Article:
A West Monroe couple is suing Guaranty Bank & Trust, two of the bank’s employees, and a West Monroe contractor, claiming the defendants schemed to convert the couple’s money and property for their own benefit.
Michael and Ellyn Langston filed the lawsuit in Fourth Judicial District Court claiming the defendants — Guaranty Bank, bank employees William “Bill” Crawford and Stacey McFarlin, and contractor/developer Dennie Huddleston — were responsible for the couple’s profound financial losses.
Ouachita Parish Sheriff’s Office public information officer Glenn Springfield said Tuesday an investigation is underway into Dennie Huddleston’s activities.
West Monroe attorney Richard Fewell Jr., who is representing the Langstons, filed the lawsuit on April 25.
According to the lawsuit, the Langstons’ claims for damages stemmed from work performed by a spec home business co-owned by Michael Langston and Huddleston’s son, Joshua Huddleston. Spec homes, or speculative homes, are homes built before buyers are secured for the homes. Michael Langston and Joshua Huddleston built the spec homes as LH Group LLC. When Langston and Joshua Huddleston built spec homes, they hired Dennie Huddleston as the contractor or builder.
The lawsuit claimed that Dennie Huddleston possibly pledged $200,000 in profits from the sale of one of those spec homes to pay a court judgment in a separate lawsuit in which he was involved.
The lawsuit suggested the $200,000 pledge stemmed from the sale of a spec home in the Eagle Ridge subdivision behind Kiroli Park in West Monroe. A spec home financed by Guaranty Bank on behalf of LH Group at 213 Eagle Ridge Road was closed at a price of $570,000 on Dec. 4, 2018. LH Group had borrowed $305,000 and Langston put up another $20,000 for the construction, which was performed by Dennie Huddleston. Langston ended up paying suppliers another $4,800, according to the lawsuit.
“Dennie Huddleston pledged $200,000 in a court judgment on December 14, 2018 on a corporation (LH Group) he did not own nor in which he had any authority to act,” stated the lawsuit. “Defendant Huddleston fraudulently signed these documents in court. In addition, defendant Huddleston, as builder of the LH Group spec house located at 213 Eagle Ridge Lane, West Monroe, Louisiana, used the plaintiffs’ account at Acme Brick fraudulently by charging materials for other homes in excess of $50,0000.00.”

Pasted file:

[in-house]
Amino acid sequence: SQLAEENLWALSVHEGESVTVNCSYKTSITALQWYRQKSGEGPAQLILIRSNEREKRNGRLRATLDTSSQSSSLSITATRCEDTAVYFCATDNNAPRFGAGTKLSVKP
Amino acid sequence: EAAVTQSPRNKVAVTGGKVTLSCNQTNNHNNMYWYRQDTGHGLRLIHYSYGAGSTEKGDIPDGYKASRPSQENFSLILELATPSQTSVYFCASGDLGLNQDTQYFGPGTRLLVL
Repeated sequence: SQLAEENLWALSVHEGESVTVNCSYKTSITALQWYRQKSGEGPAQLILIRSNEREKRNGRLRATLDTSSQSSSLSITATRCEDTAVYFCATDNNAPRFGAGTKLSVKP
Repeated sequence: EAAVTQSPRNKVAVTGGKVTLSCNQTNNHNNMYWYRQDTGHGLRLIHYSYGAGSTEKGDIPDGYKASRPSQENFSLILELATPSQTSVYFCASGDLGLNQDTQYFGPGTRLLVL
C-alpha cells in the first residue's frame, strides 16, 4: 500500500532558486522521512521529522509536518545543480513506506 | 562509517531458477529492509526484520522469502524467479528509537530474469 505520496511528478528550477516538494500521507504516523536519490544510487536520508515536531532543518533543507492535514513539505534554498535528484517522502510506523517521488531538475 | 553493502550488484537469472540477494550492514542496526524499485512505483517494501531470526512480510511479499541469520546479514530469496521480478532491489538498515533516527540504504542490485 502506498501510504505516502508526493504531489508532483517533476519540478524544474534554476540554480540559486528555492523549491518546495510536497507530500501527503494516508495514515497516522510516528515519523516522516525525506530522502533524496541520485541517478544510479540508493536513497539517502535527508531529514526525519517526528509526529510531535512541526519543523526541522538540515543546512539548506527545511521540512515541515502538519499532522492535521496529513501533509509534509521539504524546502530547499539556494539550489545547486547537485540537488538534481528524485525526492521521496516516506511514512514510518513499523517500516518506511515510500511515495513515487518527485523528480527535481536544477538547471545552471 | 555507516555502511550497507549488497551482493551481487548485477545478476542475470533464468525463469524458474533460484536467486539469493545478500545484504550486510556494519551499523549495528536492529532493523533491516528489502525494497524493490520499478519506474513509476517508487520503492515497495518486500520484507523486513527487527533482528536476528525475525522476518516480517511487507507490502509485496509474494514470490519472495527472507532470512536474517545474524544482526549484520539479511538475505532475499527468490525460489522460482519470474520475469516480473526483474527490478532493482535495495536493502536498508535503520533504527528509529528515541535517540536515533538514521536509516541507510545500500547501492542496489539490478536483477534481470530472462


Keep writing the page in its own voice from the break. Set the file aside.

The lawsuit included a number of salacious details, ranging from an alleged affair between Dennie Huddleston and McFarlin, Guaranty Bank’s loan assistant, to a standoff between law enforcement and a renter in another spec home built on Wallace Road. The renter, according to the suit, was one of Dennie Huddleston’s relatives.
According to the lawsuit, McFarlin was responsible for inspecting building sites to determine whether sufficient work was completed to warrant a draw on the loan by the contractor. She evaluated these draw requests on a Wallace Road spec home built by LH Group, according to the lawsuit.
“Defendant (Stacey) McFarlin, and Dennie Huddleston had an affair,” stated the lawsuit. “With defendant McFarlin and Huddleston being a couple, Huddleston gave her gifts of a Rolex watch, cash, cases of wine, jewelry, etc., while she handled the draws from LH Group spec home, 308 Wallace Road, and being a gossip and insider of plaintiffs’ personal finances and enabled Guaranty Bank to fraudulently empower Huddleston and McFarlin with money converted from plaintiffs.”
The Ouachita Citizen learned that Downsville Mayor Reggie Skains and Dennie Huddleston were reportedly engaged in an altercation stemming from each man’s affections for McFarlin.
Skains said he and McFarlin have been longtime companions and “we’ve never split up.”